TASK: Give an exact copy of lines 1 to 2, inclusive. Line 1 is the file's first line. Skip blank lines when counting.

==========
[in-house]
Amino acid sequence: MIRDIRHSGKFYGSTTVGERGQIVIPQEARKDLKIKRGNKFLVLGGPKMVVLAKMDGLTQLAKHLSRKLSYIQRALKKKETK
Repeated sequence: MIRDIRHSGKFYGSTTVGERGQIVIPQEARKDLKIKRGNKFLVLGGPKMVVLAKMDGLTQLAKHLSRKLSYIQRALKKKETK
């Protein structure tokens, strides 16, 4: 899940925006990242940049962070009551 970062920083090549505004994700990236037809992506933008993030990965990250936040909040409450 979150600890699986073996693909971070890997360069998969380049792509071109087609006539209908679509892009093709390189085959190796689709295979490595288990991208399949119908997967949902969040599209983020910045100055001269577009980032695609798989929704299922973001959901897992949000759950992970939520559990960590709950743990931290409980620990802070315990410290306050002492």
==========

[in-house]
Amino acid sequence: MIRDIRHSGKFYGSTTVGERGQIVIPQEARKDLKIKRGNKFLVLGGPKMVVLAKMDGLTQLAKHLSRKLSYIQRALKKKETK